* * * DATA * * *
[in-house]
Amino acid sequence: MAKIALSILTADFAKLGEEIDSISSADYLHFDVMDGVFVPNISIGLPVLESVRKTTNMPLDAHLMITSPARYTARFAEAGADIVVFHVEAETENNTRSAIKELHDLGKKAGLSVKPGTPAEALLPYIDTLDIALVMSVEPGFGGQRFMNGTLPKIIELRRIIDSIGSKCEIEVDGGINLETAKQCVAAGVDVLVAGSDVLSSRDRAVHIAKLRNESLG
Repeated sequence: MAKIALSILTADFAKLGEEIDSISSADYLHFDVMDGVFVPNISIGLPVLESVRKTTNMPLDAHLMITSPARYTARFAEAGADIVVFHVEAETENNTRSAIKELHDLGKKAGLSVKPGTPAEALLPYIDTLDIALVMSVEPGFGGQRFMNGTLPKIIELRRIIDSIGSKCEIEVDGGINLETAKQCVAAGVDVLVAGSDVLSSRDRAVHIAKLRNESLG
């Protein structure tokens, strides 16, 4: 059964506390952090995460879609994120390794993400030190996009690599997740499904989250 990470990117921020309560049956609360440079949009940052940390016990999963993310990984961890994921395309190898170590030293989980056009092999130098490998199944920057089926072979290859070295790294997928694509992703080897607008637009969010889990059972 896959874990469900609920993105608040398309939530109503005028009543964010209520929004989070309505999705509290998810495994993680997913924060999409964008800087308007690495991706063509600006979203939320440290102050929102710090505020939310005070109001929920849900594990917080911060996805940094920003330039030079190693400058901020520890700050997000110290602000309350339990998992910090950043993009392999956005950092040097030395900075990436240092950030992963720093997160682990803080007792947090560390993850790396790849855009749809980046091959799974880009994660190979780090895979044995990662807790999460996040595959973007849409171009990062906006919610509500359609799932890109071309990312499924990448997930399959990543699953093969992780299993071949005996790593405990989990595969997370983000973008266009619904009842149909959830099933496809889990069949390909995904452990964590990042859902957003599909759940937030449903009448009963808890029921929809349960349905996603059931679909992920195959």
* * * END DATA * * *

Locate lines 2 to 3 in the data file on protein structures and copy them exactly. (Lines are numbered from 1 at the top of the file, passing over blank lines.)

Amino acid sequence: MAKIALSILTADFAKLGEEIDSISSADYLHFDVMDGVFVPNISIGLPVLESVRKTTNMPLDAHLMITSPARYTARFAEAGADIVVFHVEAETENNTRSAIKELHDLGKKAGLSVKPGTPAEALLPYIDTLDIALVMSVEPGFGGQRFMNGTLPKIIELRRIIDSIGSKCEIEVDGGINLETAKQCVAAGVDVLVAGSDVLSSRDRAVHIAKLRNESLG
Repeated sequence: MAKIALSILTADFAKLGEEIDSISSADYLHFDVMDGVFVPNISIGLPVLESVRKTTNMPLDAHLMITSPARYTARFAEAGADIVVFHVEAETENNTRSAIKELHDLGKKAGLSVKPGTPAEALLPYIDTLDIALVMSVEPGFGGQRFMNGTLPKIIELRRIIDSIGSKCEIEVDGGINLETAKQCVAAGVDVLVAGSDVLSSRDRAVHIAKLRNESLG